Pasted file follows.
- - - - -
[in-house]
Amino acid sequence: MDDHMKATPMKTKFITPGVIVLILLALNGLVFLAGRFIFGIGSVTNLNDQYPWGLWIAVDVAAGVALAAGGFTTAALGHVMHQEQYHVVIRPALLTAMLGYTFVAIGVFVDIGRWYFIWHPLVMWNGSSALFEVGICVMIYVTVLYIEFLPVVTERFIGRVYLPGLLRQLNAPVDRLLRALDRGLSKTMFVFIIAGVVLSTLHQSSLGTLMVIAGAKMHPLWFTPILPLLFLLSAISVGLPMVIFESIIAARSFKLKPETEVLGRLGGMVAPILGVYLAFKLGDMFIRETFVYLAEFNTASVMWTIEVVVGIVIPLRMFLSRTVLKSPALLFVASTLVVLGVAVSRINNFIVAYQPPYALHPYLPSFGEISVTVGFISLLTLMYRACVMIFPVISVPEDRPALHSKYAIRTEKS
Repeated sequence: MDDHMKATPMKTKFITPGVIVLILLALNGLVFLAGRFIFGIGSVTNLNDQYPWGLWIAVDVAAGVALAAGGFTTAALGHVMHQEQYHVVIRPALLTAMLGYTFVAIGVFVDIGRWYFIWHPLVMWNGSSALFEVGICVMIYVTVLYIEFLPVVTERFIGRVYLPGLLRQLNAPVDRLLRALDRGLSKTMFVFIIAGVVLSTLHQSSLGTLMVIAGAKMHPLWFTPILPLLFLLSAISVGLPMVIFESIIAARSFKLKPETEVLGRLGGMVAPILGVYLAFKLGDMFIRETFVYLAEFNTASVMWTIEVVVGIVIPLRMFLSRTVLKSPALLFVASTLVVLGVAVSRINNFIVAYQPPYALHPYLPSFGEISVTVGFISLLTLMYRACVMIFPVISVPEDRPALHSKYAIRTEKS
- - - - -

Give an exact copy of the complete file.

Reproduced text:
[in-house]
Amino acid sequence: MDDHMKATPMKTKFITPGVIVLILLALNGLVFLAGRFIFGIGSVTNLNDQYPWGLWIAVDVAAGVALAAGGFTTAALGHVMHQEQYHVVIRPALLTAMLGYTFVAIGVFVDIGRWYFIWHPLVMWNGSSALFEVGICVMIYVTVLYIEFLPVVTERFIGRVYLPGLLRQLNAPVDRLLRALDRGLSKTMFVFIIAGVVLSTLHQSSLGTLMVIAGAKMHPLWFTPILPLLFLLSAISVGLPMVIFESIIAARSFKLKPETEVLGRLGGMVAPILGVYLAFKLGDMFIRETFVYLAEFNTASVMWTIEVVVGIVIPLRMFLSRTVLKSPALLFVASTLVVLGVAVSRINNFIVAYQPPYALHPYLPSFGEISVTVGFISLLTLMYRACVMIFPVISVPEDRPALHSKYAIRTEKS
Repeated sequence: MDDHMKATPMKTKFITPGVIVLILLALNGLVFLAGRFIFGIGSVTNLNDQYPWGLWIAVDVAAGVALAAGGFTTAALGHVMHQEQYHVVIRPALLTAMLGYTFVAIGVFVDIGRWYFIWHPLVMWNGSSALFEVGICVMIYVTVLYIEFLPVVTERFIGRVYLPGLLRQLNAPVDRLLRALDRGLSKTMFVFIIAGVVLSTLHQSSLGTLMVIAGAKMHPLWFTPILPLLFLLSAISVGLPMVIFESIIAARSFKLKPETEVLGRLGGMVAPILGVYLAFKLGDMFIRETFVYLAEFNTASVMWTIEVVVGIVIPLRMFLSRTVLKSPALLFVASTLVVLGVAVSRINNFIVAYQPPYALHPYLPSFGEISVTVGFISLLTLMYRACVMIFPVISVPEDRPALHSKYAIRTEKS